This guest post is written by Michelle Wong from Sift & Simmer.
Growing up with parents who are spicy food lovers, I always recalled a bottle of sriracha hot sauce at the table. I can bet you know which sriracha sauce I grew up with: the classic green plastic top lid. Naturally, I learnt to enjoy it at a young age. It went on anything and everything that we ate: rice, pizza, noodles, even chicken pie.
All this came to a halt when we discovered that the hot sauce contained preservatives and sulfites that were causing my brother asthma attacks.
You’ve probably heard of the term “sriracha” and associate it with some type of hot sauce, but did you know that sriracha is named after a coastal city in Thailand?
Sriracha (pronounced “si-rot-cha”) is a delicious, mildly flavoured hot chili pepper sauce made with red jalapeno chili peppers, vinegar, garlic, sugar, and salt. Often used as a dipping sauce in Thai and Vietnamese cuisine, this hot sauce is versatile — pairing well with appetizers such as spring rolls, green onion cakes, and in various noodle and rice dishes.
In North America, sriracha is commonly used in mayonnaise-based sauces to go with burgers or sandwiches to give it a spicy kick. If you’ve had spicy tuna rolls in sushi, you can bet that sriracha is the secret ingredient bringing the heat.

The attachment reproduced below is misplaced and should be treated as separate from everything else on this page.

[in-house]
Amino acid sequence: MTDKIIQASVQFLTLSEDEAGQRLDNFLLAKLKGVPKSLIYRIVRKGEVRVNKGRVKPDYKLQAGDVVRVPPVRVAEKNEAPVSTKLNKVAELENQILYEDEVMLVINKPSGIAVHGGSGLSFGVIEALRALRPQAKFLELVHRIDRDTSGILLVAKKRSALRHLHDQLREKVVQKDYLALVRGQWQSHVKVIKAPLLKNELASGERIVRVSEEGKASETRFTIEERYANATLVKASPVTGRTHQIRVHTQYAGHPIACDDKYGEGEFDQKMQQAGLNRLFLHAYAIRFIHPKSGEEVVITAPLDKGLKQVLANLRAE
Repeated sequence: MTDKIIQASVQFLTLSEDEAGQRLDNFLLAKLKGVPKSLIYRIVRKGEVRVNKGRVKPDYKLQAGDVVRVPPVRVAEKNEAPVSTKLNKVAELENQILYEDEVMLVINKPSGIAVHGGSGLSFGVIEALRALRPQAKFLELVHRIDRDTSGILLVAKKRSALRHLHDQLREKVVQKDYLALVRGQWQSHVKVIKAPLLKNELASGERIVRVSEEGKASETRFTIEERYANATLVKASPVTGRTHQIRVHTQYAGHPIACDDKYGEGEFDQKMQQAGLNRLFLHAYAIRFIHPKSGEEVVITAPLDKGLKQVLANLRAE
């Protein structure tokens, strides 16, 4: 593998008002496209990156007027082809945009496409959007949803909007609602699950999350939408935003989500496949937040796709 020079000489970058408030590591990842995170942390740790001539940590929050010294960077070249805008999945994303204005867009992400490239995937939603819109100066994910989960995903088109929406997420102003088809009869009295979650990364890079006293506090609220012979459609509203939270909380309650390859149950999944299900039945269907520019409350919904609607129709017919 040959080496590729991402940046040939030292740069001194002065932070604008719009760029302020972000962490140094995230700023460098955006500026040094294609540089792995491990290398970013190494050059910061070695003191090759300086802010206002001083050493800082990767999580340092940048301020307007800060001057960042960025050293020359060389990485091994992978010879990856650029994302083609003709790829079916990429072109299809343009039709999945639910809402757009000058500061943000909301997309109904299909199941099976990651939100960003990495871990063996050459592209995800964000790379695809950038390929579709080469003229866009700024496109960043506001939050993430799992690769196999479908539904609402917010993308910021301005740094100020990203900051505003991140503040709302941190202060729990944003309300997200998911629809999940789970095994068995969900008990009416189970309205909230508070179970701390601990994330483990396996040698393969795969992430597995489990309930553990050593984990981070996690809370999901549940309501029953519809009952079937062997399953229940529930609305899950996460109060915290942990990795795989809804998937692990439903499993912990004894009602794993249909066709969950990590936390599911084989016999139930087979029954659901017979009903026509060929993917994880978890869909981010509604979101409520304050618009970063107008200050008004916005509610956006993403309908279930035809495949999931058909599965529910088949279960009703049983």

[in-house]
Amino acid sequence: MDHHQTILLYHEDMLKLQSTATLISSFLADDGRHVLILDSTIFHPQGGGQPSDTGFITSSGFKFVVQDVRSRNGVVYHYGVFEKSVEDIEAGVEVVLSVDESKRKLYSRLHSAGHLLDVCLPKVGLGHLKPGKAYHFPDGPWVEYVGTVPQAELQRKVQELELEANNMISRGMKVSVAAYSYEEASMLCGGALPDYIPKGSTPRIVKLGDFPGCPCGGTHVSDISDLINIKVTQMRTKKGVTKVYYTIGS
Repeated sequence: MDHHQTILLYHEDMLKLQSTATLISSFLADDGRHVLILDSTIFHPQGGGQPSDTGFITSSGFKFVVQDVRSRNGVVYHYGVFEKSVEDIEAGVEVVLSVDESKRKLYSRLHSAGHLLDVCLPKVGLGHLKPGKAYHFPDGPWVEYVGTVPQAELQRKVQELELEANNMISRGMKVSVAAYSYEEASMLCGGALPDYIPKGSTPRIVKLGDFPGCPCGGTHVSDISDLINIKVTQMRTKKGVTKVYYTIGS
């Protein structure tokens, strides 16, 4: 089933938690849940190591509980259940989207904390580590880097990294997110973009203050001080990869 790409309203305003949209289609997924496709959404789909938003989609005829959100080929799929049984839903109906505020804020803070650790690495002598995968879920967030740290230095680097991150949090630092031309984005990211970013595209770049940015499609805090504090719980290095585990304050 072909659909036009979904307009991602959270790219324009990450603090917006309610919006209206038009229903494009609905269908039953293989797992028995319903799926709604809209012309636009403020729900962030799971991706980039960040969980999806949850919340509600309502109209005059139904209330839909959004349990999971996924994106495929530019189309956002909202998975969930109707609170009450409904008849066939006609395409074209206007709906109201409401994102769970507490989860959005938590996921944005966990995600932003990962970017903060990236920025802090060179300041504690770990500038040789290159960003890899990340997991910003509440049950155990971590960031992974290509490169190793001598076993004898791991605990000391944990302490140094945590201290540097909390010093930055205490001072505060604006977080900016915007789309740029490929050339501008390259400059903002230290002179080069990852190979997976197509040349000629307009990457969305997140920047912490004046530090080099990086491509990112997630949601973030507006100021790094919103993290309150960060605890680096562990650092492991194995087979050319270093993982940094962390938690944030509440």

Hot sauce is gaining in popularity, ranking as one of the fastest growing industries in the US. Lay’s even had a sriracha flavoured potato chip during its “New Flavour Contest.” And there’s even a cookbook dedicated to the use of sriracha. In 2013, there was a documentary on the origin and production of Sriracha produced by American filmmaker Griffin Hammond.
In terms of heat/spiciness/pungency which is measured by the Scoville scale from 0 – 3.2 million Scoville Heat Units (SHC), sriracha ranks at approximately 2200 SHC, which is considered quite mild. Made with the same green jalapenos you would see in Mexican cuisine, these peppers are fully ripened so they turn red. The red jalapeno chili peppers lose approximately half of their spiciness through the processing, which makes it the perfect hot sauce for people who want to try spicy food, but are unsure of their heat tolerance. It’s definitely a hot sauce that many people can enjoy.
Some fun sriracha facts:
-Sriracha may help to lose weight due to the capsaicin levels in chili, which helps to increase metabolism.
-It makes you happy! The same compound, capsaicin, produces endorphins and dopamine that make you feel good, similar to a “runner’s high.”
-The garlic in sriracha helps to lower blood pressure and helps to fight colds.
-Also, eating spicy food acts as a natural decongestant, so the next time you feel a cold coming on, have some sriracha!
Michelle Wong is a recipe developer and food photographer at her blog Sift & Simmer. She is a self-taught home cook and baker who enjoys creating healthy, delicious, and nutritious dishes for her family. On her blog, you’ll find unique twists on classic Asian recipes, as well as everyday favourites. Michelle is also an avid matcha lover. Her work has been featured on TODAY Food, The FeedFeed, Huffpost Canada Living, and she is a regular contributor to Curious Cuisiniere.